Thanks to the pandemic, though, it feels like any other day. There is no launch party, no celebratory signing, no champagne with friends even.
I’m planning a Facebook LIVE at lunchtime on my writer page, but I’m certain it will feel as lonely as every other LIVE I’ve done—talking into the abyss and wondering when I finish if I’ve connected with anyone.
Releasing a second book during this ‘unprecedented time’ feels like the final nail in the coffin of my dream to ever make-it-as-an-author. I had such high hopes for this year. I thought it was the year that I would ‘arrive.’ The less-than of every moment leading up to this book feels unfair and personal, as if God doesn’t think I can take a hint.
These are the thoughts spinning through my selfish mind. But then my heart says, “Get over yourself; this isn’t about you. It never was.”
On the mind vs heart equation, I usually operate at about a 40-60 ratio, but I think I’ve finally realized that if I want to be happy—really happy—in my life, I need to get to a 20-80 or even a 10-90 on the mind v heart battle.
So, shoving aside all the business and planning and success factors of my writing career, I’m overjoyed that Blind Turn is out in the world. It’s a book I have poured so much into and a book that has saved me again and again. Not only did it land me both of my agents, it has pulled me back into the fight again and again when I’ve all but given up and gone to work at Walmart.
Blind Turn is a story that sums up my own philosophies about life—everyone deserves a second chance and no one is irredeemable; we need to be present in all the moments of our life and conscious of the fact that any single moment can change everything; and more than anything, real love requires forgiveness on a daily, sometimes hourly, basis.
Those might be the three tenets of my life. And there they are in this story. I never set out to write a story about any of those things, though. I simply dreamed up a few characters, tossed them into a situation that scared the heck out of me, and wrote through what happened.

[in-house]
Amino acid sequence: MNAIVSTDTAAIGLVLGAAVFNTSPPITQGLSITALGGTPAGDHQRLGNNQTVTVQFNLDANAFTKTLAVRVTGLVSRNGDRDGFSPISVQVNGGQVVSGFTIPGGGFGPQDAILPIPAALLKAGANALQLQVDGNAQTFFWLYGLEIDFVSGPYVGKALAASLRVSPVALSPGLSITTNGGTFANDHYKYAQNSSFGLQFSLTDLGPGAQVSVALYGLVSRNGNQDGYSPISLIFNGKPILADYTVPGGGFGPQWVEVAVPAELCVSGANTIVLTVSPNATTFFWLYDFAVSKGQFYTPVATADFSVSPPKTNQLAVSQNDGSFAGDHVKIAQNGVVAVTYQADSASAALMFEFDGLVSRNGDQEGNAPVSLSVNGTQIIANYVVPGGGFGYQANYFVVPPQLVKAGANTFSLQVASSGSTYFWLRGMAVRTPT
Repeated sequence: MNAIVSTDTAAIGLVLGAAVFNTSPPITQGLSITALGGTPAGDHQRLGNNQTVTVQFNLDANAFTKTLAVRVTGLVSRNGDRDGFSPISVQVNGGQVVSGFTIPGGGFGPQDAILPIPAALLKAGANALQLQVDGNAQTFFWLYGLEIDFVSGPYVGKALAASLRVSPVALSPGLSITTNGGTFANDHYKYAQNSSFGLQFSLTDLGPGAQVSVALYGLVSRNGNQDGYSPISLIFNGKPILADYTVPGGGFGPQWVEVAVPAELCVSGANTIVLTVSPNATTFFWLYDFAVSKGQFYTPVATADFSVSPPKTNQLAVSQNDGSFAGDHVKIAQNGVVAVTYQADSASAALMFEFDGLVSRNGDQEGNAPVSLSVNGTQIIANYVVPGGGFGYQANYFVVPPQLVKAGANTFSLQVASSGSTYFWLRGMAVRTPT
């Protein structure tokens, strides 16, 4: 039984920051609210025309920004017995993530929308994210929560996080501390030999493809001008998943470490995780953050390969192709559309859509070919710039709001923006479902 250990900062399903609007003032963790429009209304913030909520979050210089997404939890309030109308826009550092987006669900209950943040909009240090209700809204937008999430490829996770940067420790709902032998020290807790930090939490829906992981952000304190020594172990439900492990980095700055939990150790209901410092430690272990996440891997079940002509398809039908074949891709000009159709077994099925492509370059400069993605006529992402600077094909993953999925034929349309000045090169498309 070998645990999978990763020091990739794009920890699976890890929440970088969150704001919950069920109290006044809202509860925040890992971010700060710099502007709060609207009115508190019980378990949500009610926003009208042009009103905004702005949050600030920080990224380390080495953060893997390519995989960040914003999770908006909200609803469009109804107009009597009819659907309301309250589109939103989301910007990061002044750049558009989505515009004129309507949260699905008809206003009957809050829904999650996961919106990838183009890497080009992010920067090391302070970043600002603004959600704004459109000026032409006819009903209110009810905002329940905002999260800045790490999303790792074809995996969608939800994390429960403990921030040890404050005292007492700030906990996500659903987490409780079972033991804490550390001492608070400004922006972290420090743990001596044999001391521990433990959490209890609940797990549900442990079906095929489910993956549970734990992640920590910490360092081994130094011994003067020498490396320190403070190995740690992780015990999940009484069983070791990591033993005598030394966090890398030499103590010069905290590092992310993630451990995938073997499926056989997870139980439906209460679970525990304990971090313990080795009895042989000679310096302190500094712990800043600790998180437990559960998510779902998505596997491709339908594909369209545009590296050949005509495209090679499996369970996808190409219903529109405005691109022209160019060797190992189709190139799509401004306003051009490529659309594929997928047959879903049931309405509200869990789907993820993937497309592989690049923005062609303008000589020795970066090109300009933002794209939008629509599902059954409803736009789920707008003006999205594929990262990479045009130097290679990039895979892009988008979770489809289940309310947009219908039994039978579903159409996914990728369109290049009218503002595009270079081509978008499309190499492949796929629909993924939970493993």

And as I wrote, my heart spoke its truth, sometimes surprising me on the page.
Blind Turn isn’t a classic or a parable or even literary fiction. It likely won’t find its way onto a bestseller list since it is coming out with an independent press few people have likely heard of, but it’s finally real. It’s loose in the world, my heart’s message to the masses.
Incredible thanks to the people who have always believed in this book, and in doing so believed in my heart, and in my mind’s ability to tell a story worth reading.
Hey, thanks for reading. I know you’ve got lots of options, so thanks for sharing a few of your minutes with me.
Blind Turn is a mother-daughter story of forgiveness in the aftermath of a fatal texting and driving accident. Learn more about it and read a few early reviews here.
If you’re curious about what else I’m up to, check out my website, CaraWrites.com.
If you’d like to subscribe to my (sometimes) monthly e-newsletter, click here.
My book, 100 Dogs & Counting: One Woman, Ten Thousand Miles, and a Journey Into the Heart of Shelters and Rescues was released this past July from Pegasus books and is available anywhere books are sold, but if you’d like some help finding it (or want to read some lovely reviews), click here.
Most of us writers are professional whiners. We know how to complain with colorful, compelling alliteration and perfect grammar.
And, truly, we have so much to complain about—low pay, minimal recognition for ridiculous amounts of work, a swamped market, the Big 5 monopoly that rigs the system and controls the best-seller lists. And then there’s the social media grind, endless platform building, the odds, the hours of harvesting the dregs of your heart, only to be dismissed because that genre’s not selling. Thankless work, really.
It used to be that if you wrote a story and it appeared in book form, then you were published.
Okay, maybe it still is like that, except now there are qualifiers. The unspoken (and sometimes spoken) question is how were you published?
It feels a bit like the battles I stepped into after my second child was born when I stopped working full-time and stayed home to raise children. The working mothers vs the stay-at-home moms. The assumptions flew both ways and were equally unfair and at times, ridiculous. We were all still doing the hard work of being mothers.